A herniation occurs when the outer band of the disc breaks or cracks, and the gel-like substance from the inside of the disc leaks out, causing pressure on the spinal canal or nerve roots. In addition, the nucleus releases chemicals that can irritate the surrounding nerves causing inflammation and pain.
Most lumbar disc herniations result from sudden stress, such as from an accident. Sometimes they occur gradually, over weeks, or even months. The risk factors that can contribute to the chances of a disc herniation include:
- Aging: As we get older, discs gradually dry out, losing their strength and resiliency.
- Lifestyle choices: Poor disc health is associated with a number of lifestyle factors, including a lack of physical activity, an unhealthy diet, excess body fat, and smoking.
- Poor posture and incorrect repetitive lifting or twisting can place additional stress on the lumbar spine.
Symptoms of a lumbar disc herniation may include the following:
- Dull or sharp pain in the lower back, intensified by movements or activities such as bending, coughing, or sneezing.
- Muscle spasms or cramping.
- Sciatica (pain, burning, tingling, and numbness that extends from the buttock into the leg or foot).
- Weakness or loss of leg function.
- Pain medications such as anti-inflammatories to reduce swelling and pain, muscle relaxants to calm spasms, and occasionally narcotic painkillers to alleviate acute pain.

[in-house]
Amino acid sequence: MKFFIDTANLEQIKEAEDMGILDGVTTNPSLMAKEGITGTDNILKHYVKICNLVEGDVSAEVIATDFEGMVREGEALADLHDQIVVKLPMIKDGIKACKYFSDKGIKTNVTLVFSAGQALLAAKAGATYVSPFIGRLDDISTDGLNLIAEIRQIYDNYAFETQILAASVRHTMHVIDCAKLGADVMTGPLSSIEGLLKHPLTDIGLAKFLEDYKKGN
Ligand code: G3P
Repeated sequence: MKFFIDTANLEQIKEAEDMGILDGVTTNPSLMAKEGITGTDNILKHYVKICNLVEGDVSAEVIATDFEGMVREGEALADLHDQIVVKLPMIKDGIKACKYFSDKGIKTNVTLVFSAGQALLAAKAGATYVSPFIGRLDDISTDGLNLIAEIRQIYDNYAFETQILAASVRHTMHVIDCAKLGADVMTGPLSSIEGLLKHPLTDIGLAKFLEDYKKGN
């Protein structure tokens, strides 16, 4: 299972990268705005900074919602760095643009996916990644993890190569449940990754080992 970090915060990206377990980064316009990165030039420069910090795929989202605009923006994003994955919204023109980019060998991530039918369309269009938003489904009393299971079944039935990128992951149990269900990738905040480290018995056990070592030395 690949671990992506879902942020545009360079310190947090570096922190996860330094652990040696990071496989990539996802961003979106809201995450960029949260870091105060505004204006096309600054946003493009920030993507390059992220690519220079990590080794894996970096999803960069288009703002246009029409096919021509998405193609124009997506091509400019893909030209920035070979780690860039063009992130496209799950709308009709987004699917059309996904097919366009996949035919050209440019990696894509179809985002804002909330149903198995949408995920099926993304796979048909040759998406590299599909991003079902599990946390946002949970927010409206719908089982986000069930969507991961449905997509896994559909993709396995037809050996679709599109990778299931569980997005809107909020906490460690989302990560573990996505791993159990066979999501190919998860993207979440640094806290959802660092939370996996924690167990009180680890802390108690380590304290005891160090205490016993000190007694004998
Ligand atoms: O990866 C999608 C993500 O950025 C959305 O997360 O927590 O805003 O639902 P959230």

- Heat/cold therapy, especially during the first 24-48 hours.
- Physical therapy exercises such as gentle massage, stretching, and strengthening exercises decrease pain and increase flexibility.
- An epidural injection of anti-inflammatory medication. This is for patients who have severe pain or significant leg pain.
In order to alleviate nerve pressure and leg discomfort, surgery often entails removing a portion or the entire damaged disc. This is called a microdiscectomy. This procedure can often be done in our practice using minimally invasive techniques. Minimally invasive surgery involves using small incisions and specialized technology. As they alleviate muscle trauma and blood loss, microdiscectomy and minimally invasive techniques typically result in a faster recovery period for the patient than conventional treatments.
Spine fusion is rarely necessary when a disc is herniated for the first time. If necessary, the space left by the removed disc may be filled with a bone graft. The bone graft or a bone substitute is used to join or fuse the vertebrae together. In some cases, specially designed instrumentation (such as rods or screws) may help promote fusion and add stability to the spine.
In addition to a discectomy, a portion of the bone covering the nerve may also need to be removed. This procedure is called a laminectomy.